2014 Archives

Defense Against the Dark Arts (of Cyberspace)


The following is from the May 29, 2014, edition of IEEE Spectrum. Sukumaran Nair, chair of SMU's Computer Science and Engineering Department, provided expertise for this story.

May 30, 2014

By Prachi Patel

In an increasingly networked world, security attacks have become not just more frequent and sophisticated but also more financially damaging. The silver lining is the growing need for cybersecurity experts. Information security analyst jobs are expected to grow by 37 percent by 2022, according to the U.S. Bureau of Labor Statistics. “Every time there’s a new breach anywhere, a light goes on in some C-suite office and it opens up hiring,” says Ernest McDuffie, who leads the National Initiative for Cybersecurity Education (NICE) at the U.S. National Institute of Standards and Technology.
Consequently, more and more institutions now offer specialized master’s degrees in cybersecurity. Big names like IBM and Intel are collaborating with schools to keep security curricula up to date. “Today many companies are educating their workforce on their own,” says Marisa Viveros, vice president of IBM’s Cybersecurity Innovation Program. “But we also need universities to take that in a formal, programmatic manner and teach principles and fundamentals.” The NICE initiative, meanwhile, hopes to improve awareness and education and lists over 180 higher-education facilities as cybersecurity centers of academic excellence. . .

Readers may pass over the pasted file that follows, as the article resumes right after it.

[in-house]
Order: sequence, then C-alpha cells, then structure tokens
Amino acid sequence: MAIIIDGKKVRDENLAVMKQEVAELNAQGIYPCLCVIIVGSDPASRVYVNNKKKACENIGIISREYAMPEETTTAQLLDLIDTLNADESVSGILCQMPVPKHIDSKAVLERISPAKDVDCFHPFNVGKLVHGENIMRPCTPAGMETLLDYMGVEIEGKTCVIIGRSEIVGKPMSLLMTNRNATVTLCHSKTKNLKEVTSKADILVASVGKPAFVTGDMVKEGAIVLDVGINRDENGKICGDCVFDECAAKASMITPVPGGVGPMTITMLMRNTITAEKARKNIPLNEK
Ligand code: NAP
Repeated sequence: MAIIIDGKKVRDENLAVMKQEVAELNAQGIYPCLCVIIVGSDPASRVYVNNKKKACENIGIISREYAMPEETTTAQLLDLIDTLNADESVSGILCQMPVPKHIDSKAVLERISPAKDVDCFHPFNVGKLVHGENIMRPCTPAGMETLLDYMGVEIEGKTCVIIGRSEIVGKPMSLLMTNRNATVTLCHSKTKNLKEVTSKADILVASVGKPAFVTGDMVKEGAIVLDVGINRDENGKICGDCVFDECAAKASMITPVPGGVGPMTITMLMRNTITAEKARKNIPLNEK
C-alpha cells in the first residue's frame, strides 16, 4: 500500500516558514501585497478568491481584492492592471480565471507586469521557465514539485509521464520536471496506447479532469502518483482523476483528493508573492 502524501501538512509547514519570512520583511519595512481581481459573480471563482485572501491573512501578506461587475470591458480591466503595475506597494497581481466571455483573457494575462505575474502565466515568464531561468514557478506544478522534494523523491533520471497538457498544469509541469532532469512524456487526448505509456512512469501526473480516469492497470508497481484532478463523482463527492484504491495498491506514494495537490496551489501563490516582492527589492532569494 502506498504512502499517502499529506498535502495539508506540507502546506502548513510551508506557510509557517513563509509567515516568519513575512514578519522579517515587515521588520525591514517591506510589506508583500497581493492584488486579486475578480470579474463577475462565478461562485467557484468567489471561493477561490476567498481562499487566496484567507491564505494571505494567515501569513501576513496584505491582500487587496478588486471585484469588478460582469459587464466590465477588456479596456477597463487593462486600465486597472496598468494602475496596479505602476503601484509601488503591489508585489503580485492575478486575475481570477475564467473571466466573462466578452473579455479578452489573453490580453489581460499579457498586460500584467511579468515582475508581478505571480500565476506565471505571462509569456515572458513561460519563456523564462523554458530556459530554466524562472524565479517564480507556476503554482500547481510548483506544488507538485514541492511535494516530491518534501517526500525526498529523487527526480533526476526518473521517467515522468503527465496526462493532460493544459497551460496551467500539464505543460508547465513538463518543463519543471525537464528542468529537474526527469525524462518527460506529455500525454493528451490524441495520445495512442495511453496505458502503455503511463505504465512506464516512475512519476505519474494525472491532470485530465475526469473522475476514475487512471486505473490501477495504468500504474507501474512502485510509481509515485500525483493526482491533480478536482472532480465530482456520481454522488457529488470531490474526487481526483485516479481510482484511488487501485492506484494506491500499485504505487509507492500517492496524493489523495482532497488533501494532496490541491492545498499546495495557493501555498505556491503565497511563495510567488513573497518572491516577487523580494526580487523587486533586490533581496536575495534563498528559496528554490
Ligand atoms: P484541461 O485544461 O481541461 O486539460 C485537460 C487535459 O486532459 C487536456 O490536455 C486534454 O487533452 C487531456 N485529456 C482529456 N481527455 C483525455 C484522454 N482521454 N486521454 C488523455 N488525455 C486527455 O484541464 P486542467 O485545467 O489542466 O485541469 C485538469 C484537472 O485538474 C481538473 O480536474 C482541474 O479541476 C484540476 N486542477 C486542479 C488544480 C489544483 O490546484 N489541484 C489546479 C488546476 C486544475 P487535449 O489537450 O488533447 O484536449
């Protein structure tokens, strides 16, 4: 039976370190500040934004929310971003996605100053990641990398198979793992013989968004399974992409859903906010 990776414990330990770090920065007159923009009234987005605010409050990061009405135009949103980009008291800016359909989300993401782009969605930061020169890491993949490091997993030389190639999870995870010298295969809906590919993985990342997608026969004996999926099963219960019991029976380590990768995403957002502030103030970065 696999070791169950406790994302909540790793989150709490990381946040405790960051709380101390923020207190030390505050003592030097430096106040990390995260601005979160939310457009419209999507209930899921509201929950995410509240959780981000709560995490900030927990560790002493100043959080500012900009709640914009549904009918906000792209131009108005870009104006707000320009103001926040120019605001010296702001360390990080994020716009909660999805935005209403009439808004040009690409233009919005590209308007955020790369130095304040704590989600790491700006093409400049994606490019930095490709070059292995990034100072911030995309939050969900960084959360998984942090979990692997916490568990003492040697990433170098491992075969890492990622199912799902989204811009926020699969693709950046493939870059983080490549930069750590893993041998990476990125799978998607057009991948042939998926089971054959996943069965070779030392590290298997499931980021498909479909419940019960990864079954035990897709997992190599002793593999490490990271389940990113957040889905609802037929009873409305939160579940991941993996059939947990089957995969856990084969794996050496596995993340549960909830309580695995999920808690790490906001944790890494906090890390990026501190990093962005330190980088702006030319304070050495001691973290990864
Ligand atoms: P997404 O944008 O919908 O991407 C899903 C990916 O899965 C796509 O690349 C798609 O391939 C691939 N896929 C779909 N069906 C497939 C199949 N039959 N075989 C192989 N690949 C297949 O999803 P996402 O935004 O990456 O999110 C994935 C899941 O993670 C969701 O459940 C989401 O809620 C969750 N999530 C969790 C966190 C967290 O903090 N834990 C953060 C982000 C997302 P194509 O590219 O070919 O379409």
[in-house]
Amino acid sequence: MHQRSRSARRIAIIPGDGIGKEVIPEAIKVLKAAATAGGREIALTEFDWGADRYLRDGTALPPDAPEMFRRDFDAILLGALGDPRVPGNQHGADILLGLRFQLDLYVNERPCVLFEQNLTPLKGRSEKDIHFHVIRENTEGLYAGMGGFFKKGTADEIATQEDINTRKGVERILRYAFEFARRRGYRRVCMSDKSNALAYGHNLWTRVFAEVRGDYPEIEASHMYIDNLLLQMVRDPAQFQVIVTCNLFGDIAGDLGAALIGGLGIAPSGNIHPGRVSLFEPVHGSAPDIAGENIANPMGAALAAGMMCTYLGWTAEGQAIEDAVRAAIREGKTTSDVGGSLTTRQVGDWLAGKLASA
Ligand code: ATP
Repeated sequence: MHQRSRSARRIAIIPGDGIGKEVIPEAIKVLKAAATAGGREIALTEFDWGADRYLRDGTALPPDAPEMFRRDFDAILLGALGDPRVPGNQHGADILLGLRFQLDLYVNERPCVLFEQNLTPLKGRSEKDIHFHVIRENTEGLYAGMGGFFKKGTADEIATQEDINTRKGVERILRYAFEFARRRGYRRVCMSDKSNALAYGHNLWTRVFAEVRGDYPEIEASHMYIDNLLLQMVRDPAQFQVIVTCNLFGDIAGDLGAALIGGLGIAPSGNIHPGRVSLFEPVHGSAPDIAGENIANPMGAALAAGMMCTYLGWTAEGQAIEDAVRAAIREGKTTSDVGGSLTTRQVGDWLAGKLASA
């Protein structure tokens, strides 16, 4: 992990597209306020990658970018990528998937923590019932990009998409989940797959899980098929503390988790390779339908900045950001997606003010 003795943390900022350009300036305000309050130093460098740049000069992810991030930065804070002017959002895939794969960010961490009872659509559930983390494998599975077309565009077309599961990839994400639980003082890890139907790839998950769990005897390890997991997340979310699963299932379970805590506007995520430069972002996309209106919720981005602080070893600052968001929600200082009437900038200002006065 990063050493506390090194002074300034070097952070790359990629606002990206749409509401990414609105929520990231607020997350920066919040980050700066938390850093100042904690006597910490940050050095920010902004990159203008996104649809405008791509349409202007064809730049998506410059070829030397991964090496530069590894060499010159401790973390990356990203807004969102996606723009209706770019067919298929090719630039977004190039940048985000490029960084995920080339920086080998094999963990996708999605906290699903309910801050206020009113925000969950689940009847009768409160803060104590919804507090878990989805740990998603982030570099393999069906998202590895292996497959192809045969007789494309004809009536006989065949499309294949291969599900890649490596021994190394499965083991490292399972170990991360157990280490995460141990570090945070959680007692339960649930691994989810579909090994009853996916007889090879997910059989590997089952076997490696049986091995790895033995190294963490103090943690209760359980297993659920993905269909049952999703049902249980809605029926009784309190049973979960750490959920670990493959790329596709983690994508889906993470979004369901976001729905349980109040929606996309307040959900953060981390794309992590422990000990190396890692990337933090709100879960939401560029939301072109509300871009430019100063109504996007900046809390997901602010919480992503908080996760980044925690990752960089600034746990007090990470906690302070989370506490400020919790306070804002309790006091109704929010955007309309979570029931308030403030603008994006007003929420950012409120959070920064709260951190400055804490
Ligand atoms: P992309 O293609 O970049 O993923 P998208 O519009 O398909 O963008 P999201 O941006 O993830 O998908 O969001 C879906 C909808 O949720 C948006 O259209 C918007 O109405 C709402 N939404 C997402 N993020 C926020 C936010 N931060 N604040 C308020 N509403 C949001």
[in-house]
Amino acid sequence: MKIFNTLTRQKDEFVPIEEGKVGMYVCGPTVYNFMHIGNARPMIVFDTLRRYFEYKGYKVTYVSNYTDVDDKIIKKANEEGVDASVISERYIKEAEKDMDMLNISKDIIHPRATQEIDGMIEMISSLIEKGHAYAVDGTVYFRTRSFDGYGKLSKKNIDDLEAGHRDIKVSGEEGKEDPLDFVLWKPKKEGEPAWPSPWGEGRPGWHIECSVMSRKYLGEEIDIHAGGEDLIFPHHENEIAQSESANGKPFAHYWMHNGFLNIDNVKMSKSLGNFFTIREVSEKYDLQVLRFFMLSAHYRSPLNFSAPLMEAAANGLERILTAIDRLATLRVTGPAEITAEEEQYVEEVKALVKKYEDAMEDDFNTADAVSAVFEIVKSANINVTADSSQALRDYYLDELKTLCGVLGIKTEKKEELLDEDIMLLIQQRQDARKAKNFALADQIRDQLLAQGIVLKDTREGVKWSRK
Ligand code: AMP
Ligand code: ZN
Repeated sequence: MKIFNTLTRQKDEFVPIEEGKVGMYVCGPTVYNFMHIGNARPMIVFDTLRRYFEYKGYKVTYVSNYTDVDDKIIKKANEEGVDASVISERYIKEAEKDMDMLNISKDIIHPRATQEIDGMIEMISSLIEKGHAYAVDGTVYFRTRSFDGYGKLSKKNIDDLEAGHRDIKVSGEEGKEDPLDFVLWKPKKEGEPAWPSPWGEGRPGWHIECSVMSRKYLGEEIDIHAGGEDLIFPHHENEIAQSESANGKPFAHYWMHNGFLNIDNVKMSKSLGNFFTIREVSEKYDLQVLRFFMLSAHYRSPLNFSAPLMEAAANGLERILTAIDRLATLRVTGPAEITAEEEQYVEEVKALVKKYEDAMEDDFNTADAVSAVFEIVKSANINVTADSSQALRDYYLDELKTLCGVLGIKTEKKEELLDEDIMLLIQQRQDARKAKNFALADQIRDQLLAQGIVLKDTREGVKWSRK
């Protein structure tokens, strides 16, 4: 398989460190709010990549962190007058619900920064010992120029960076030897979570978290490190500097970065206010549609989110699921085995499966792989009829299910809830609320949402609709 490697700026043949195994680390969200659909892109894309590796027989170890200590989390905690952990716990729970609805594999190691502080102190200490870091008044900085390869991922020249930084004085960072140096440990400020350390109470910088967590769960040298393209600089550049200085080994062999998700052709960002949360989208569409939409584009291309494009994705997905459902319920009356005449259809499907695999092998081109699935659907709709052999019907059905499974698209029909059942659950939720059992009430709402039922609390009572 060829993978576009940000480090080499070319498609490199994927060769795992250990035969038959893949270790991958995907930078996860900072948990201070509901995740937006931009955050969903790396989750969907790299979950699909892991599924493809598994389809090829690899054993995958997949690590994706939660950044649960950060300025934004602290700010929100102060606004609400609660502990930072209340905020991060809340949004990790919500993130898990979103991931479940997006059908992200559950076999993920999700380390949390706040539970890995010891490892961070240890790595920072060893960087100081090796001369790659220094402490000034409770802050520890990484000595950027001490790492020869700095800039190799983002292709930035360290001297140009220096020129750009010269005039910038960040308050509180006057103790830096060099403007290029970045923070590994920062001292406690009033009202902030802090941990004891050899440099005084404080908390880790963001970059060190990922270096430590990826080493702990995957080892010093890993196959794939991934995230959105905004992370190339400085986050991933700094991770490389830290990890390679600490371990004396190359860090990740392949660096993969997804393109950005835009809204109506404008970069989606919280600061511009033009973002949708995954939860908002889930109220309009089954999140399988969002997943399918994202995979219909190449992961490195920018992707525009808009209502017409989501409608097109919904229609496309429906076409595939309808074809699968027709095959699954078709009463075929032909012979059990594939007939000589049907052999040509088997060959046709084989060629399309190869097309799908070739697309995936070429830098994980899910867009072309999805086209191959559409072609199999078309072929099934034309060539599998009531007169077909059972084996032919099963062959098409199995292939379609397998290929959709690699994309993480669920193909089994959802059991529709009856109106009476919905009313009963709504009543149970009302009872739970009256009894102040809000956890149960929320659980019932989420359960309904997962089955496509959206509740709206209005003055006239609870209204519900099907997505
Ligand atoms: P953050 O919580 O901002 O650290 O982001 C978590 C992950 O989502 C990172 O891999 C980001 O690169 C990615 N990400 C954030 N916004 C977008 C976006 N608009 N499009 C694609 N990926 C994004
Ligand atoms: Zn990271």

Indeed, the biggest challenge academic programs face might be getting enough interest. A survey by defense company Raytheon found that less than one-quarter of young adults in the United States believed a cybersecurity career is interesting at all.

One solution is to simply get the career on students’ radar, says Sukumaran Nair, chair of the computer science and engineering department at Southern Methodist University, in Dallas. In the Raytheon survey, 82 percent of respondents say that no high school teacher or guidance counselor ever mentioned the idea of a career in cybersecurity. “Once it’s clear to fresh grads from high school that this area will guarantee jobs, it’s very likely that they’ll choose this line of education,” Nair says. “Universities are well prepared to train them.”

Read the full story.

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